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December 2, 2013

Tenet tries to remake image

During the early and mid-2000's Tenet Healthcare Corp. faced a series of legal problems at several of its hospitals that led to investigations of fraud, Medicare overbilling, and anti-kickback violations.

Tenet was investigated for several different matters by the U.S. Justice Department, U.S. Department of Health and Human Services, and U.S. Securities and Exchange Commission. Doctors at one of Tenet's California hospitals, for example, were accused of performing unnecessary heart surgeries.

In 2006, Tenet agreed to pay the Justice Department $725 million to settle a host of investigations, including allegations that it overbilled Medicare.

Tenet paid several other fines over the past decade as well, causing its reputation to take a hit. Tenet didn't admit legal wrongdoing, but the company's executives did say it had a flawed corporate culture that led to aggressive pricing, among other issues.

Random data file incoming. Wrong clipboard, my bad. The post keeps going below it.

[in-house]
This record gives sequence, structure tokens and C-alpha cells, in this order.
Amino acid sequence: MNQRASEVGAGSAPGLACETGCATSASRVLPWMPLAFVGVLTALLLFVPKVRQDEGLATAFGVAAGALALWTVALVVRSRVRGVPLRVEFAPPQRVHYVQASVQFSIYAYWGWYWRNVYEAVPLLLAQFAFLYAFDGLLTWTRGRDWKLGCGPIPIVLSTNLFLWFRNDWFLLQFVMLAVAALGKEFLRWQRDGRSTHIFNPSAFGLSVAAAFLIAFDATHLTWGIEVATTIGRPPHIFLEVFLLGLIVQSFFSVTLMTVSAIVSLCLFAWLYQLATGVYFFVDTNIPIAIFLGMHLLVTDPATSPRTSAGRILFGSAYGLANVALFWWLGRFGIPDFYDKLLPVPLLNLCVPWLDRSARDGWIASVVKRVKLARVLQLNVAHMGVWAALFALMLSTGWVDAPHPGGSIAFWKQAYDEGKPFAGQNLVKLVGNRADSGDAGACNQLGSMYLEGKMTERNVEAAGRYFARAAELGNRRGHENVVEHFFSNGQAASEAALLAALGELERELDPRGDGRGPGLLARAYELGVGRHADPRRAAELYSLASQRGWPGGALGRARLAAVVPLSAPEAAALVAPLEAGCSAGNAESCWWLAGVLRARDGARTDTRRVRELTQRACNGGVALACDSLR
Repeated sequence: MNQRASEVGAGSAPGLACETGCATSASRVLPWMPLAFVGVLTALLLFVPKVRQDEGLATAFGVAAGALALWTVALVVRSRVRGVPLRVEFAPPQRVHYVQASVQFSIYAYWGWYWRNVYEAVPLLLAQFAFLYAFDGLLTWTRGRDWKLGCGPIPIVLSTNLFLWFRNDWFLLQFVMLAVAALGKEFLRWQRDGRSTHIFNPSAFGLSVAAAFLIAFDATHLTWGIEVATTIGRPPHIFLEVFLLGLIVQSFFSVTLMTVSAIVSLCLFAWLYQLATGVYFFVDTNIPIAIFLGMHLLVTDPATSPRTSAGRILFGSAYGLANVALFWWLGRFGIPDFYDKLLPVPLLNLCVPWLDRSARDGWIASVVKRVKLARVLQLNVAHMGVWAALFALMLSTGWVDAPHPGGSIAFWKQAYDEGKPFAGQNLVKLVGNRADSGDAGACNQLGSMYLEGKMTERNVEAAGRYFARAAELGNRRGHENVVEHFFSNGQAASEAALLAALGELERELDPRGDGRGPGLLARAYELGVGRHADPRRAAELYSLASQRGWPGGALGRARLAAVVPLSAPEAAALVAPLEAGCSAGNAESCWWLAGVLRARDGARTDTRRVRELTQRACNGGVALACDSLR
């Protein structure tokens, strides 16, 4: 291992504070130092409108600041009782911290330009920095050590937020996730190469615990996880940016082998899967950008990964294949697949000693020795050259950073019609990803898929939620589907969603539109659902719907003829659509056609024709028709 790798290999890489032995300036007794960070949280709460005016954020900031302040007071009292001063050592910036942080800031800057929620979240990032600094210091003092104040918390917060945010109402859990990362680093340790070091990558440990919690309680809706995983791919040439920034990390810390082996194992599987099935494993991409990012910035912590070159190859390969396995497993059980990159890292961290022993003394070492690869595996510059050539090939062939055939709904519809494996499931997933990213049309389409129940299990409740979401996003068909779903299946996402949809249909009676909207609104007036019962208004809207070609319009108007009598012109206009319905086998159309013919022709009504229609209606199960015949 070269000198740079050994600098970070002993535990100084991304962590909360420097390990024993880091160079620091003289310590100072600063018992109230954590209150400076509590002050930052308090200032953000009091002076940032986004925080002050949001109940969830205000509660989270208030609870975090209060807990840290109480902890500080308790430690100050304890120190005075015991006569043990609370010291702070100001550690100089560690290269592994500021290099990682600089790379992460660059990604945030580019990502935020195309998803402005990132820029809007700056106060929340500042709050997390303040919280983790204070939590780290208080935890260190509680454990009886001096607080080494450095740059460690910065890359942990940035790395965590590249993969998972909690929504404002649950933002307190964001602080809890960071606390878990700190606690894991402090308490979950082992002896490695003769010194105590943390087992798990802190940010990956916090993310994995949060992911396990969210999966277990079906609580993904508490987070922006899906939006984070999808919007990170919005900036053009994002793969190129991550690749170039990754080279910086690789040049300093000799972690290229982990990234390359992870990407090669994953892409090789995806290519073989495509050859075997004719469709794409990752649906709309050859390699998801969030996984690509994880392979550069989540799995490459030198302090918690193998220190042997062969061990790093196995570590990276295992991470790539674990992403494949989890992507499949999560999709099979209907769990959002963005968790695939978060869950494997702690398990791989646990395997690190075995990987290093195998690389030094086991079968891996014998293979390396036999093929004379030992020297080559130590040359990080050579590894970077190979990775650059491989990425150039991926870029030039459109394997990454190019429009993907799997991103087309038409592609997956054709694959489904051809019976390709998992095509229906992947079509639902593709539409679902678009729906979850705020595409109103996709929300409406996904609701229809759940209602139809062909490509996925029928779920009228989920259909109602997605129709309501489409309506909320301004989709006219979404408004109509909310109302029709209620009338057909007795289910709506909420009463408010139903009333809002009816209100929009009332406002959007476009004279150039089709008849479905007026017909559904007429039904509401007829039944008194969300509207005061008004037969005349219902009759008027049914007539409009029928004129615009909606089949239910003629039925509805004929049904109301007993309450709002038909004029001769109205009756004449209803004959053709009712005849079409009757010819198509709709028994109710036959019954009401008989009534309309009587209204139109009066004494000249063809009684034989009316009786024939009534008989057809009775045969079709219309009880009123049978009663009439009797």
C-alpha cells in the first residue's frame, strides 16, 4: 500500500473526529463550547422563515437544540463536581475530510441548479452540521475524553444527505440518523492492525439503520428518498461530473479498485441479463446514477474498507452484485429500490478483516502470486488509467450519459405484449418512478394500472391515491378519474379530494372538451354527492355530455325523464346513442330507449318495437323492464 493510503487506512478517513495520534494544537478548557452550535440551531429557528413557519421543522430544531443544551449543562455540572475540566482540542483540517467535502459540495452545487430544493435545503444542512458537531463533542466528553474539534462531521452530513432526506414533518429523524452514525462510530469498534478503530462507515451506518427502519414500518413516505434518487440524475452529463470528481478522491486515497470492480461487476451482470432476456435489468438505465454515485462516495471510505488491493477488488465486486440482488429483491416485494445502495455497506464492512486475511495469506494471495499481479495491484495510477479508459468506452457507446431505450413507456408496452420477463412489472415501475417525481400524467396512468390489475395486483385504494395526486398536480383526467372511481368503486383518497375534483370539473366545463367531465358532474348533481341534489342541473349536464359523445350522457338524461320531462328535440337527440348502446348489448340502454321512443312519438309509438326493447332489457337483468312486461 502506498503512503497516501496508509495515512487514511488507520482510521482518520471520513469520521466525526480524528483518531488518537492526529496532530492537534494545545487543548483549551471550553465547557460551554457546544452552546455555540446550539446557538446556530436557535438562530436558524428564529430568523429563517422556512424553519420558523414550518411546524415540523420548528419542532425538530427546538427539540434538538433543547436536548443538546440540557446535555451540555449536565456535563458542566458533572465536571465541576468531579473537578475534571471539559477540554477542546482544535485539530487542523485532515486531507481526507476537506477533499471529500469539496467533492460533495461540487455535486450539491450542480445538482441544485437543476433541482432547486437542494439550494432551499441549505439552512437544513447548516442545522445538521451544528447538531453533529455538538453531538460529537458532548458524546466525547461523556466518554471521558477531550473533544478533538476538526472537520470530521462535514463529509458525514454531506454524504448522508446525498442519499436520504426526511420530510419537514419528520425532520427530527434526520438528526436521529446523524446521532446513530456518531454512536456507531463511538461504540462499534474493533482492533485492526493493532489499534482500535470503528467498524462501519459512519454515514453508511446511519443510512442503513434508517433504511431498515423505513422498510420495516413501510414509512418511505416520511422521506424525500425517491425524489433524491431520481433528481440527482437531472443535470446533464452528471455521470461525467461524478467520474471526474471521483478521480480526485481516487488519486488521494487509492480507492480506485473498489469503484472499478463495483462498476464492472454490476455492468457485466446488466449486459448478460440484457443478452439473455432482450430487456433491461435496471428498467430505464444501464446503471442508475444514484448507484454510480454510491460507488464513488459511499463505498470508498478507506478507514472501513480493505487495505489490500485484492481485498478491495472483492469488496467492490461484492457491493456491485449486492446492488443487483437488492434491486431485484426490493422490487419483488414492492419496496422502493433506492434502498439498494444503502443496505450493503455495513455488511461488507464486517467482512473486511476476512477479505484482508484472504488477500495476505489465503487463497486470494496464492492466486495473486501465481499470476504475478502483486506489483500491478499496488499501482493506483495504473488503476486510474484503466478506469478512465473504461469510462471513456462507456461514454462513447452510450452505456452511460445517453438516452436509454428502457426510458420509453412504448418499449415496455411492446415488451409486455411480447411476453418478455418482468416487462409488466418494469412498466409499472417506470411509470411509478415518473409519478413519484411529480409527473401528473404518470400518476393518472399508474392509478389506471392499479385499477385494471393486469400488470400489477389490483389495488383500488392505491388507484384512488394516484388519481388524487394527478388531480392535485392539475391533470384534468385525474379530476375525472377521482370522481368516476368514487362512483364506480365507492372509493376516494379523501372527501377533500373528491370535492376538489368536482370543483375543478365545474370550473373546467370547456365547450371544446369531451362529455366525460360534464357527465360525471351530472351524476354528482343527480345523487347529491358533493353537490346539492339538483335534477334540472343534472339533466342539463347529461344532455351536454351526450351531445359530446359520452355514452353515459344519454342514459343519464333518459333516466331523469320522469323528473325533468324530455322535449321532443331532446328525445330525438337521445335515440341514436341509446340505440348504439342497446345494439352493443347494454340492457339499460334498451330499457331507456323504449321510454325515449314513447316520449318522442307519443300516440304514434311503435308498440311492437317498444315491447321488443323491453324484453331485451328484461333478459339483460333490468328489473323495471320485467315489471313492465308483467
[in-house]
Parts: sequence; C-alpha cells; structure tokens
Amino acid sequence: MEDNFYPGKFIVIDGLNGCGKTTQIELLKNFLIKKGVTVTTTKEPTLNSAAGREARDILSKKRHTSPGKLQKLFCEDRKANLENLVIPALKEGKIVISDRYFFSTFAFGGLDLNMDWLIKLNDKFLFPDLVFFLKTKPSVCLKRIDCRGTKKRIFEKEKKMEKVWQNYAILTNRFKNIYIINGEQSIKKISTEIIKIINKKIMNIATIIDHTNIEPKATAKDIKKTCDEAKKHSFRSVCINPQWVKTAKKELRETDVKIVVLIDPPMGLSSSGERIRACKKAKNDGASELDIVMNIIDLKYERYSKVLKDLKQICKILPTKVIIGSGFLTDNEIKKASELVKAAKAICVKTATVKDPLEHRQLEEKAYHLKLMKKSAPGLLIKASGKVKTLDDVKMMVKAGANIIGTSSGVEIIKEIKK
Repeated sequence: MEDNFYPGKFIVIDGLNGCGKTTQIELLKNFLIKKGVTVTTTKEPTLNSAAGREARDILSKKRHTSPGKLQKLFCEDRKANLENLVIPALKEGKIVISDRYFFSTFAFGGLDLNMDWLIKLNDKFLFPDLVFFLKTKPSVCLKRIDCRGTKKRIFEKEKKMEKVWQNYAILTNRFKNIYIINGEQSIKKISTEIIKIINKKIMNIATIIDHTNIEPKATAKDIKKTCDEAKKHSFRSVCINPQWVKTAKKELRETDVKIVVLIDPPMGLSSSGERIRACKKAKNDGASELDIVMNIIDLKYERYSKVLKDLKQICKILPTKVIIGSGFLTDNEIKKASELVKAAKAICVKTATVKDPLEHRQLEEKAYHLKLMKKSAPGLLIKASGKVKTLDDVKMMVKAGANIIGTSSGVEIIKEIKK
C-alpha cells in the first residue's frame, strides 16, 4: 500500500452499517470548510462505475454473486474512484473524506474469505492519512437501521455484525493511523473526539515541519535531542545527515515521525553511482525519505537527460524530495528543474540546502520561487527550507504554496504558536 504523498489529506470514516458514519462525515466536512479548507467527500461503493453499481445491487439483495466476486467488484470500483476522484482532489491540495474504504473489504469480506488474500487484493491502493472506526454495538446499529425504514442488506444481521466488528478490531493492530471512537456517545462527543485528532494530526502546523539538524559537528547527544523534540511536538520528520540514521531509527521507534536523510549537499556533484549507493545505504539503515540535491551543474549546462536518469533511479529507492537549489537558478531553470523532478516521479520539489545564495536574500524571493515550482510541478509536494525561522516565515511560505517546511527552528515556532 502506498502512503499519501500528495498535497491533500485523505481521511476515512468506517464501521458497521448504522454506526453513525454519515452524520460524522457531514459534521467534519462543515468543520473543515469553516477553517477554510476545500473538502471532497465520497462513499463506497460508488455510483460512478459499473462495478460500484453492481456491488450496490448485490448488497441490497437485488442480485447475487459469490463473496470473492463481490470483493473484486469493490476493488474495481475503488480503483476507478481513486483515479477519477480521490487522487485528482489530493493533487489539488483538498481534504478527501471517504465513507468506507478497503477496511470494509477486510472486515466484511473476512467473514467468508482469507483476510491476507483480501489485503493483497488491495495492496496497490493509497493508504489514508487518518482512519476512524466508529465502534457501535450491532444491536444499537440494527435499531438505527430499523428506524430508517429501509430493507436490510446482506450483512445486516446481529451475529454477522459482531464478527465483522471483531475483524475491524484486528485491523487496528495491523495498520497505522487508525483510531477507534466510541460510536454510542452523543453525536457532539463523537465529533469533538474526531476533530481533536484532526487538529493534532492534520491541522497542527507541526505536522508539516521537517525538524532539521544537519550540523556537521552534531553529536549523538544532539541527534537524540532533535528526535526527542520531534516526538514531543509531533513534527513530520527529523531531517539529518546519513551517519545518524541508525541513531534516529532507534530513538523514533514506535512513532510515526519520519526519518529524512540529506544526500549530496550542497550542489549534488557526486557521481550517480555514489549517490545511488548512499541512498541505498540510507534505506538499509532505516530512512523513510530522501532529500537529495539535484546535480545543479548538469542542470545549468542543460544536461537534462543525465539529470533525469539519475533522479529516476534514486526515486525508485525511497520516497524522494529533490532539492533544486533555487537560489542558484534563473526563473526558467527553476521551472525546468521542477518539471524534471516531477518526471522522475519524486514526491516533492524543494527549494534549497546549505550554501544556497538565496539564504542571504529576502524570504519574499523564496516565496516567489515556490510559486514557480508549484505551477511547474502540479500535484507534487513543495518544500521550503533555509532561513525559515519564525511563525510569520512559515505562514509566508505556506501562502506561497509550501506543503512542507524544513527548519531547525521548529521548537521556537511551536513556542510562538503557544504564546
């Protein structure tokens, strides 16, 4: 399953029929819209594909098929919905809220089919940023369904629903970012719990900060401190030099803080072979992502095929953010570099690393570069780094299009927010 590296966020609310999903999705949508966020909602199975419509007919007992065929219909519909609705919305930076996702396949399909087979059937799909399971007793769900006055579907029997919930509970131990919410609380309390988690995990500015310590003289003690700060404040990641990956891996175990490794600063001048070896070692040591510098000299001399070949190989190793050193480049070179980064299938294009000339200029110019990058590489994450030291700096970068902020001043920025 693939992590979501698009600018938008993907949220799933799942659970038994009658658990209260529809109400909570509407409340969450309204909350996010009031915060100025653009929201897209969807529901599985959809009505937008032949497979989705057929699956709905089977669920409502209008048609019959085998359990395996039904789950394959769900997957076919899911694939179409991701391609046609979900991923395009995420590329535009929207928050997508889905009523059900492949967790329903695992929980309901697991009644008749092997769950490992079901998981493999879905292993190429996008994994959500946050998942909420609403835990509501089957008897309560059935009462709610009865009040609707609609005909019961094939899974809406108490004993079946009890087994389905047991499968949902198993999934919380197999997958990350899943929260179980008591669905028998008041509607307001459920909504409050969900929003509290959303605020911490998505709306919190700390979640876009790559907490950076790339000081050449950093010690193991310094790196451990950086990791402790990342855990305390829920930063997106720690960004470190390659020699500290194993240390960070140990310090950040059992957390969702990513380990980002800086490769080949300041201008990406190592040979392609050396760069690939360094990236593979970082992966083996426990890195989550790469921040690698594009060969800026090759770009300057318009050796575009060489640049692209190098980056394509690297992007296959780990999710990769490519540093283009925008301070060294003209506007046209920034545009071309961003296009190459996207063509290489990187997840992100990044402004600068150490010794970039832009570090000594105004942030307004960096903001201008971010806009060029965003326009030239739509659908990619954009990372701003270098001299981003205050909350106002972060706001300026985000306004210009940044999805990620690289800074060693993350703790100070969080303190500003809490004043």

Trip Pilgrim, Tenet's senior vice president and chief development officer, said the health care company is a much different organization today and that most of its legal issues arose before the current management team took over.

Tenet's CEO Trevor Fetter was named to his current position in 2003.

“We are a different company than 10 to 15 years ago,” Pilgrim said.

Sheryl Skolnick, a healthcare analyst with CRT Capital Markets in Stamford, said Tenet experienced about a “99 percent” turnover in hospital and senior level management following its legal woes last decade, which helped reposition the company. She said Tenet refocused its efforts on care quality and strong physician relationships.

“It really completely changed the focus of the company,” Skolnick said.

The biggest challenge Tenet faces today is weak hospital volume, especially for inpatient services, Skolnick said. Many people are still putting off elective surgeries or choosing lower cost outpatient centers to get procedures done.

“Demand for inpatient services is lagging,” Skolnick said.

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